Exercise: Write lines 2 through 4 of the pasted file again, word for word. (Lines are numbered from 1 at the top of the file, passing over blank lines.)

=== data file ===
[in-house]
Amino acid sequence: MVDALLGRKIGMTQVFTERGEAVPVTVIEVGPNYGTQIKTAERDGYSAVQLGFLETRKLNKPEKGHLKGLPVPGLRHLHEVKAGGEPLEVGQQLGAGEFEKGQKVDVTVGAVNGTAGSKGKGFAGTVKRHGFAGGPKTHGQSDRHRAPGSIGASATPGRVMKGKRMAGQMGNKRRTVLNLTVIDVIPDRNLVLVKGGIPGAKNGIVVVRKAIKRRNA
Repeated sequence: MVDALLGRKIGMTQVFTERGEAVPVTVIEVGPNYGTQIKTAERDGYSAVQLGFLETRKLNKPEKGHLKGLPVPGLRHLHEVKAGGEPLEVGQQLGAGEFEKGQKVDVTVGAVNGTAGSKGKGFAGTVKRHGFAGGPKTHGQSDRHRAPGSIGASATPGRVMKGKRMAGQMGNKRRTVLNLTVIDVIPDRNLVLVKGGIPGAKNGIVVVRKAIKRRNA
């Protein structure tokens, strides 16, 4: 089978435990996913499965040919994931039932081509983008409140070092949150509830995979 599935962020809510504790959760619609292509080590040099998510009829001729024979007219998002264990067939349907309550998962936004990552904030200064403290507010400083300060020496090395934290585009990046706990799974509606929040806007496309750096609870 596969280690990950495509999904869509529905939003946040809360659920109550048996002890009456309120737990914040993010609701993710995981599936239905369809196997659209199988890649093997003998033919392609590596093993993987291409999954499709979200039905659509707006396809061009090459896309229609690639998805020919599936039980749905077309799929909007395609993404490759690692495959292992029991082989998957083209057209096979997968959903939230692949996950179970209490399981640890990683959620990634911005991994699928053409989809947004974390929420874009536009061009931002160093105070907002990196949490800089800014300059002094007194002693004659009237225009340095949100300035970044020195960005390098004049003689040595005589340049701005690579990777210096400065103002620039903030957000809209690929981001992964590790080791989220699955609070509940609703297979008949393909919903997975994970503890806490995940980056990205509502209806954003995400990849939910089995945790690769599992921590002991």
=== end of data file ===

Amino acid sequence: MVDALLGRKIGMTQVFTERGEAVPVTVIEVGPNYGTQIKTAERDGYSAVQLGFLETRKLNKPEKGHLKGLPVPGLRHLHEVKAGGEPLEVGQQLGAGEFEKGQKVDVTVGAVNGTAGSKGKGFAGTVKRHGFAGGPKTHGQSDRHRAPGSIGASATPGRVMKGKRMAGQMGNKRRTVLNLTVIDVIPDRNLVLVKGGIPGAKNGIVVVRKAIKRRNA
Repeated sequence: MVDALLGRKIGMTQVFTERGEAVPVTVIEVGPNYGTQIKTAERDGYSAVQLGFLETRKLNKPEKGHLKGLPVPGLRHLHEVKAGGEPLEVGQQLGAGEFEKGQKVDVTVGAVNGTAGSKGKGFAGTVKRHGFAGGPKTHGQSDRHRAPGSIGASATPGRVMKGKRMAGQMGNKRRTVLNLTVIDVIPDRNLVLVKGGIPGAKNGIVVVRKAIKRRNA
């Protein structure tokens, strides 16, 4: 089978435990996913499965040919994931039932081509983008409140070092949150509830995979 599935962020809510504790959760619609292509080590040099998510009829001729024979007219998002264990067939349907309550998962936004990552904030200064403290507010400083300060020496090395934290585009990046706990799974509606929040806007496309750096609870 596969280690990950495509999904869509529905939003946040809360659920109550048996002890009456309120737990914040993010609701993710995981599936239905369809196997659209199988890649093997003998033919392609590596093993993987291409999954499709979200039905659509707006396809061009090459896309229609690639998805020919599936039980749905077309799929909007395609993404490759690692495959292992029991082989998957083209057209096979997968959903939230692949996950179970209490399981640890990683959620990634911005991994699928053409989809947004974390929420874009536009061009931002160093105070907002990196949490800089800014300059002094007194002693004659009237225009340095949100300035970044020195960005390098004049003689040595005589340049701005690579990777210096400065103002620039903030957000809209690929981001992964590790080791989220699955609070509940609703297979008949393909919903997975994970503890806490995940980056990205509502209806954003995400990849939910089995945790690769599992921590002991």